The butterfly effect in sales organizations

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Sales organizations are complex entities, filled with moving parts. Customers, markets, products: all can shift at any moment. Simply staying aware of everything is a full-time job, let alone figuring out how to keep the business moving forward.

In my years in sales, I’ve run across many strategies for thinking about what we do when running a sales organization. I’ve recently encountered a novel approach to understanding an obstacle one often encounters when trying to keep a sales org on track.

It’s called the butterfly effect.

The butterfly effect, as you may remember from “Jurassic Park,” is a part of chaos theory. The basic idea is that small, almost imperceptible changes in one part of a complex system can produce huge, unexpected results elsewhere.

The classic example is of the butterfly that flaps its wings in China, causing tiny disturbances in the air that slowly swell and drift until they eventually produce a tornado in the Atlantic. It describes the cascading effect of a single decision, and how that decision can produce a host of unforeseen consequences.

What does this all have to do with sales? Well, a sales organization is a complex system. In any complex system, small changes can ripple outwards. (CLICK TO TWEET).

For example, let’s say you’re a sales leader and after evaluating your sales capacity, you decide to freeze headcount in the Northeast for 60 days.

Freezing headcount in a single region—that’s a local decision. Or is it? After all, freezing headcount ends up affecting your account coverage, because your reps may now have to cover different or larger territories, as they won’t have new reps coming in to split the coverage. Of course, if you change territories, you have to change quotas to match. And if you change quotas, you’ll be paying out different incentive plans. This means that your finance team will have to change its financial forecasts. Also, with fewer reps, you’ll have to reconsider the pipeline potential that could have been generated.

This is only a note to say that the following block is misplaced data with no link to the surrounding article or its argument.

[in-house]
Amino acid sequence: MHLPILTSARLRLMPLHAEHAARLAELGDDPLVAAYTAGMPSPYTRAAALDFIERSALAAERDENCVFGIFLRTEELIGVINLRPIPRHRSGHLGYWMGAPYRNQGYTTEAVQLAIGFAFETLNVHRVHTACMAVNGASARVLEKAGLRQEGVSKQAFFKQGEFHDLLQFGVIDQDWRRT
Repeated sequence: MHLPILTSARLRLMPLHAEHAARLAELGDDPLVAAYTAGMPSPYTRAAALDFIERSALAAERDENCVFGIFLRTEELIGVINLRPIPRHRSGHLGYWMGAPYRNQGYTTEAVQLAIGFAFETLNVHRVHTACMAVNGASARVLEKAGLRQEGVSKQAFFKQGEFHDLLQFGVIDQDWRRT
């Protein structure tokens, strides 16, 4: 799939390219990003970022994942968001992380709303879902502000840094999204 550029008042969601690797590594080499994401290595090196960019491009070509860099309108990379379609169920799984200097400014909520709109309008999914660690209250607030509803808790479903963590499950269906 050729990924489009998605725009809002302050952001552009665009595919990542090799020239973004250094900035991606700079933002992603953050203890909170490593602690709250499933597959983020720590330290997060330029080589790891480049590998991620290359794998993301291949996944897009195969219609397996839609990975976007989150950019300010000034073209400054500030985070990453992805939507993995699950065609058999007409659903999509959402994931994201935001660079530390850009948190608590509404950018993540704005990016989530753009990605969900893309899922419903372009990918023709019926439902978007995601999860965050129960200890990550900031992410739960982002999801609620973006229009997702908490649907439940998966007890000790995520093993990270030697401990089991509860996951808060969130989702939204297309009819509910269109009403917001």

To account for all of these calculations, you have to change your sales forecasts. (And in many small- and mid-sized companies, if you miss your sales forecasts, you’re dead.) Changing your sales forecasts also means changing your company’s revenue plan.

These are big consequences, all coming from one small decision. That’s the butterfly effect. And if you’re a sales leader and you’re not on top of these multiple consequences, you’re be doing plenty of scrambling to catch up. (That’s in the best case. I won’t say what the worst case is.)

How to manage the butterflies

So, you might ask, are consequences of this sort inevitable? Is there any way to prevent these kinds of unexpected disruptions from occurring?

Well, according to chaos theory, the answer is an unfortunate no. That’s simply how complex systems work.

That said, although you may not be able to prevent effects like these from playing out, you can certainly prepare for them. How? By leveraging technology that gives you a view of your entire sales strategy, so you can track changes in real time and understand how they affect the strategy as a whole.

Even better, you can use technology with advanced modeling capabilities that let you model in advance how decisions anywhere—even tiny ones—can cascade throughout the sales plan.

To hear more about the butterfly effect and how the right sales solutions can help prepare for it, feel free to attend my headlining session at WorldatWork Spotlight on Sales Compensation, August 20-22 in Chicago. Or meet with us there to receive a free SONOS speaker.

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